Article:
Outsourcing in telecoms used to be a controversial option, but is now a key operational strategy. Keith Gurden of Hutchison Team Telecom looks at how this has happened – and how to choose the right outsourcing partner
To outsource, or not to outsource – that is the question many telcos and operators are asking themselves. It’s still sometimes seen as a controversial option in any business sector, and doubly so in telecoms, especially when it comes to outsourcing core capabilities such as network building and maintenance. After all, isn’t building and managing networks what telecoms companies are supposed to do?
However, a number of factors have combined to put telecoms outsourcing firmly in the spotlight. First, there’s increased scrutiny and pressure from shareholders, investors and customers to perform. It’s all about targets – target dates for network deployment, target dates for go-live, targets for uptime and service levels. And that’s across all types of network and service, from fibre to cellular, to WiMax and radio.
Second, there’s the increasing business focus on sales, marketing and customer service, with attempts to boost efficiency by stripping out extraneous parts of the business and focusing on revenue-generating activities. This drive towards leaner operations, combined with job cuts, has changed the telecoms supply chain, with far fewer resources available in-house for services and support.
Third, there’s the telecoms skills gap to overcome. In the early part of this decade, the comms engineers that were building ISP infrastructure simply moved on to other sectors because suddenly, their services were no longer in demand. As a result, a chunk of the telecoms engineering skills base has migrated to other business sectors – just as the telecoms market is entering a major growth phase with next-generation networks.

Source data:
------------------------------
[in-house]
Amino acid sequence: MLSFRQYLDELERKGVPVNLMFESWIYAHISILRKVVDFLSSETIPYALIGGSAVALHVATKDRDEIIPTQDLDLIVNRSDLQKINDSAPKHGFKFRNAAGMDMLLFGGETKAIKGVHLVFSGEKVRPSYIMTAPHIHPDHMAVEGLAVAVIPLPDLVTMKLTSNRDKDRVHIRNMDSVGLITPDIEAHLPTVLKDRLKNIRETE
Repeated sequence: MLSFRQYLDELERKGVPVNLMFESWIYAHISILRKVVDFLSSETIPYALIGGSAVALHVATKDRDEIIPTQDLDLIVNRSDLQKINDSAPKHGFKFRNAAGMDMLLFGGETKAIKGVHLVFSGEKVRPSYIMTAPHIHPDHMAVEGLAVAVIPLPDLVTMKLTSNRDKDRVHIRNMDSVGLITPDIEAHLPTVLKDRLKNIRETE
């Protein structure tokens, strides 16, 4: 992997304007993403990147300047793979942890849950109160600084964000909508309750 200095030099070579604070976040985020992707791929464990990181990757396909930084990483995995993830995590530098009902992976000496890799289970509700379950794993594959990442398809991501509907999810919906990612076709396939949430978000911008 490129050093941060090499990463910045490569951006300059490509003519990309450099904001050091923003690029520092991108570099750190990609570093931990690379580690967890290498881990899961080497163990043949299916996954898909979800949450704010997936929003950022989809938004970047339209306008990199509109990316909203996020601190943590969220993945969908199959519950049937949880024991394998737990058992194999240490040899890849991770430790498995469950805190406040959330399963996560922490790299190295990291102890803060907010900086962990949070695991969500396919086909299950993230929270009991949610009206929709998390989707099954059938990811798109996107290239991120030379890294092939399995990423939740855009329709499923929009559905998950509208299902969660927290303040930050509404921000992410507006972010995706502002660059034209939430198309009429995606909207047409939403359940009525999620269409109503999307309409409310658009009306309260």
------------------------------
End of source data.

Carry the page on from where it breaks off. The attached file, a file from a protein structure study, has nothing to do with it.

These three factors have made outsourcing a high priority for key telecoms players, if they are to deliver on their commitments to building, deploying and maintaining next-generation networks.
There are added attractions too: as well as plugging the skills gaps and supplying vital engineering staff on the ground, outsourcing can also deliver cost savings in areas such as procurement, logistics and maintenance, by taking these costs outside of the telecoms company.
However, when outsourcing you still need to choose the right partners – one that delivers value at all points in the relationship, not just manpower to help in a tight squeeze.
So how do telecoms companies go about choosing the right outsourcing partner? Here’s a checklist of the right questions to ask the prospective partner, to help you make the right decision.
Outsourcing success relies on people as much as technology, and whereas technology is relatively reliable and predictable, people are not. An important factor to bear in mind is that the individuals who set up the telecoms deals are different from those who then run the actual services.
Entrepreneurial minds are responsible for the first six to 18 months, designing and building the network infrastructure, identifying benefits and fine tuning operations. But following roll-out, a new team will be brought in to manage the outsourced service, and there is a risk that they may lack the experience and skills that lay behind the original success of the project.
So it’s essential to ask the prospective partner for their customer credentials, which is the best evidence of their engineering services and understanding of technologies. Look for long experience and blue-chip customer references: if they’ve succeeded on other high-profile networks, there’s an excellent chance they will succeed for you.